In many ways, the crime novel has become the social novel. But what difference does that make for listening to those stories? Emotional investment. When the author is passionate about what they’re writing, they transfer that passion to their audience, making the act of listening much more instinctive.
OK, this isn’t necessarily limited to the mystery/crime genre, but when you combine it with my other reasons for listening to these stories, it makes the whole experience exceptional. As with intensity, a print reader might miss nuance on the page. Subtle or dry humor can be overlooked completely, and the smallest of adjustments in tone can change meaning in monumental ways. Happily, there are many masters of nuance narrating books in the crime genre, and it’s spine-tinglingly wonderful.
One of the most brilliant examples of this is MacLeod Andrews’s narration of THE LOCK ARTIST by Steve Hamilton. Nuance is vital because Hamilton’s protagonist doesn’t talk. And Andrews’s performance is so spot-on, this audiobook remains one of my all-time favorites.
There are all kinds of reasons to love listening to mystery/suspense on audio. I picked these five reasons because after we learn to read for ourselves, many of us forget how amazing listening to stories is. Unlike with television or movies, listening to audiobooks still engages our imaginations, allowing us to build the setting and envision the characters. We’re still active participants in the storytelling process. I often hear people say that they don’t listen to audiobooks because they aren’t able to pay attention, but for all the reasons I highlight above, mysteries are naturals at keeping your attention. Especially with a phenomenal narration.
These are just a few of my reasons for loving this genre—feel free to share yours in the comments!
Margaret Atwood‘s 1985 classic dystopian novel THE HANDMAID’S TALE debuts April 2017 as a streaming series on Hulu.com. The book has been a bestseller for decades, but has had a resurgence in the months since the 2016 election. The New Yorker calls her “the Prophet of Dystopia,” and the title is fitting. Her story of Offred, a Handmaid who is enslaved to bear children for a government leader and his wife, studies the role of women in a society that has slowly and quietly stripped them of their rights. The tale remains chilling today.
Atwood and the team at Audible have created a special new audiobook edition, adding new content from Atwood to the sparkling performance by Claire Danes released in 2012. Back then, AudioFile reviewer Leslie Fine gave the performance an Earphones Award—you can read her review of the “timeless and timely” audiobook here.
We reached out to Leslie to see what she had to say about the new content:
The Special Edition audiobook of Margaret Atwood’s THE HANDMAID’S TALE offers some thought-provoking new material, outlined below.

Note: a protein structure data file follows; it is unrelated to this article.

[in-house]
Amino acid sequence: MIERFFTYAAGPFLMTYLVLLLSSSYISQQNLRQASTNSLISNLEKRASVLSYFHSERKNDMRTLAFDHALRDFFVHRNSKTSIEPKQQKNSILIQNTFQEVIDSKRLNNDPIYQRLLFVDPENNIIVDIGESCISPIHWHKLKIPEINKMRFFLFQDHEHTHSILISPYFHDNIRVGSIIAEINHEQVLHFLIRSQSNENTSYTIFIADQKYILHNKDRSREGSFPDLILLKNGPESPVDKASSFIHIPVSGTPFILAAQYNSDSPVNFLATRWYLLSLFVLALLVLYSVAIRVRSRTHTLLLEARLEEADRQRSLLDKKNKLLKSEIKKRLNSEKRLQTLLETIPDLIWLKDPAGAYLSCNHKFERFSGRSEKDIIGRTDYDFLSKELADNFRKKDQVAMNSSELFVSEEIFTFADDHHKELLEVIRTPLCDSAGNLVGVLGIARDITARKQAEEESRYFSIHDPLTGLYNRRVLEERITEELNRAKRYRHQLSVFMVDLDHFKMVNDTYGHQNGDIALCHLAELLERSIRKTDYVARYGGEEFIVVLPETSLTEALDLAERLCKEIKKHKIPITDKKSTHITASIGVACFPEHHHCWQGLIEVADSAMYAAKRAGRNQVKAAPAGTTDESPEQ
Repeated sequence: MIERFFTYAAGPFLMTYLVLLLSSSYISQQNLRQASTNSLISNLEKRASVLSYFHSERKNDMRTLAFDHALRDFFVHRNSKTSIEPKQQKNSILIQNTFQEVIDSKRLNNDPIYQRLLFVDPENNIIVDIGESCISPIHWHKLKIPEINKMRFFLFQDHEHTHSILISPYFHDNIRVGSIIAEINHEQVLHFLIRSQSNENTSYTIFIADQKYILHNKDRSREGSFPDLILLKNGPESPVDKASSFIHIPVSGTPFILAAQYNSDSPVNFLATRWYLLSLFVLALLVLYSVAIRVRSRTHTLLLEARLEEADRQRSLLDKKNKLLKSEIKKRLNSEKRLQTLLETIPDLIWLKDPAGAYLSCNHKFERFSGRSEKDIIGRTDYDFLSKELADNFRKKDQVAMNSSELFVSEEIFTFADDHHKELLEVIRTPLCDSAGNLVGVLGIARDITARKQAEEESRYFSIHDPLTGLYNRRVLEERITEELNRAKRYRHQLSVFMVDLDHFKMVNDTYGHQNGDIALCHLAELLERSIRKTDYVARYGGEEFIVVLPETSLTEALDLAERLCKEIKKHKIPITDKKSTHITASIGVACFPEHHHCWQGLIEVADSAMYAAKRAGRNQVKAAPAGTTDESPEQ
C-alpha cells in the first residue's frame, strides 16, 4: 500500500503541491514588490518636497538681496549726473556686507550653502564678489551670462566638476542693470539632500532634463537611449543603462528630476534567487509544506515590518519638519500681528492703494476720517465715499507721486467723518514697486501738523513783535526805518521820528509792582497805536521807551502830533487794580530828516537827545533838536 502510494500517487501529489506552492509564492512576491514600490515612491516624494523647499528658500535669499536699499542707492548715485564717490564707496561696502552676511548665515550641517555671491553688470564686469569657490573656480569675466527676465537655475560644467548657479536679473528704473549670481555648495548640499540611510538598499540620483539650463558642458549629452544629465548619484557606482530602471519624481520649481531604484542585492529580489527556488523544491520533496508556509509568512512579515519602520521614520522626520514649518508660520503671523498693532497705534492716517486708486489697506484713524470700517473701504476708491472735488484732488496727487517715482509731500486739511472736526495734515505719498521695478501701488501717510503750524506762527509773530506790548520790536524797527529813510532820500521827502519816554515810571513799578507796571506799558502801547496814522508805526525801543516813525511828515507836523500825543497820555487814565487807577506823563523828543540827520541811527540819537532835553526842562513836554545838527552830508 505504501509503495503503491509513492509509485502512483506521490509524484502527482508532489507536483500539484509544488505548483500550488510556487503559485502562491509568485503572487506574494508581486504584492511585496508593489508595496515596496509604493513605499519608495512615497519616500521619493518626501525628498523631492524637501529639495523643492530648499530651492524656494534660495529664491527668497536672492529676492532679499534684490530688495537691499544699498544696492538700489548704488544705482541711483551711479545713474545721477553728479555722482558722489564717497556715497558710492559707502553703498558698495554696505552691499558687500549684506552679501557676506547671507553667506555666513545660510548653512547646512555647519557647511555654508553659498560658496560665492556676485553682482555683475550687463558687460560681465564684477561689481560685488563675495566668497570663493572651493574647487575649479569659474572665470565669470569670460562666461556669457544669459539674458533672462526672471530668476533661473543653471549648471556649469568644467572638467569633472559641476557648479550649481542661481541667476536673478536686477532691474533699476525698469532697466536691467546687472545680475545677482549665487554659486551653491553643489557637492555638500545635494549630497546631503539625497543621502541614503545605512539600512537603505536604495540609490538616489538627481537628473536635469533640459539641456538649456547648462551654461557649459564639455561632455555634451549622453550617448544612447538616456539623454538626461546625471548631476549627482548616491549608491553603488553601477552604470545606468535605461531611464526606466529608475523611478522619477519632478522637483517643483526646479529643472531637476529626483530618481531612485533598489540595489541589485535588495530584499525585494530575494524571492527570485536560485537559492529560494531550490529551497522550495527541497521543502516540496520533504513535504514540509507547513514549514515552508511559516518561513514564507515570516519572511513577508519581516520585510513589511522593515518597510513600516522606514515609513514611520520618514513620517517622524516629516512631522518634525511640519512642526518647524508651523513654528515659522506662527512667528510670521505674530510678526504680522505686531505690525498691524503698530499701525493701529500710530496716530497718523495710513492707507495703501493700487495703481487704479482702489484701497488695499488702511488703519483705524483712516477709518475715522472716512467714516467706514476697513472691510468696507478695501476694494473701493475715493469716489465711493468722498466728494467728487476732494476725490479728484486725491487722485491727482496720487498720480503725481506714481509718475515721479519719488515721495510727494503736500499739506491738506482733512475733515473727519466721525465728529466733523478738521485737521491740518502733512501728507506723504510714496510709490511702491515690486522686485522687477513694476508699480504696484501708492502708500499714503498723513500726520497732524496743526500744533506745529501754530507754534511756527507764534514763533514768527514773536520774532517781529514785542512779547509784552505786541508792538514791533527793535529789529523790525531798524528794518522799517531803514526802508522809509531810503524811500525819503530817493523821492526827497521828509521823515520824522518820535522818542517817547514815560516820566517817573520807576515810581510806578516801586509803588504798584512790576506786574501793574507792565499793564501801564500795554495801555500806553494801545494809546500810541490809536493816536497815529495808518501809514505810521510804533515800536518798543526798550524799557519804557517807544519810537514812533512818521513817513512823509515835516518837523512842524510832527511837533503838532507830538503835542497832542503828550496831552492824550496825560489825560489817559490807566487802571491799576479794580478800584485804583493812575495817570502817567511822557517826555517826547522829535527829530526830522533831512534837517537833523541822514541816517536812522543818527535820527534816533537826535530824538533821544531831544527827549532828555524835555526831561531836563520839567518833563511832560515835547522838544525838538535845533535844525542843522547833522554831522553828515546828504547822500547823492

Questions and Answers
The original novel ends with a keynote lecture from the “12th Symposium on Gileadean Studies,” framing Offred’s disturbing story as a curiosity from the past and ending with the eerie “Are there any questions?” Atwood uses this Special Edition as an opportunity to ask and answer those questions, with an eye for current events in the United States. A full cast performs this section, and for the most part, the performances here are fine, with the keynote speaker assuming a lofty, supremely erudite tone that suits the content. The questions culminate in the ultimate one: “What sort of political climate do you think could potentially break apart our current stasis and deliver us back in time, so to speak?” Listeners may indeed be interested in that response.
The Special Edition audiobook gives listeners insights into the author’s purpose, thanks to the new afterword by Atwood herself. The author’s measured reading of her essay calmly offers a brief history of the novel’s origins and reflects on its historical and social context. Her pacing is such that the listener has time to absorb her words without feeling pressed. Perhaps best of all, Atwood mentions questions readers have posed over the years and offers her thoughts on the answers. Listeners can almost feel like confidantes of an active, imaginative, perpetually-prescient mind.
Following Atwood’s excellent afterword is an additional critical essay by Valerie Martin, the content of which is quite thoughtful and enlightening as it explores the role of THE HANDMAID’S TALE in our culture since its publication. The listener is offered only “Essay” as a preface, and the pacing here is much more hasty, which does detract somewhat from the experience. However, the ideas themselves are worth hearing. On another production note, this section would benefit from a more distinct separation from the Atwood piece, one that would include the author’s name at the outset, rather than leaving Martin’s name until the end.
If you haven’t yet read THE HANDMAID’S TALE, this audiobook is an excellent way to challenge your mind and perceptions. If you are already a fan of this novel, this Special Edition will offer you even more to think about.—Leslie Fine
What are your favorite book-to-screen adaptations? Share yours in the comments!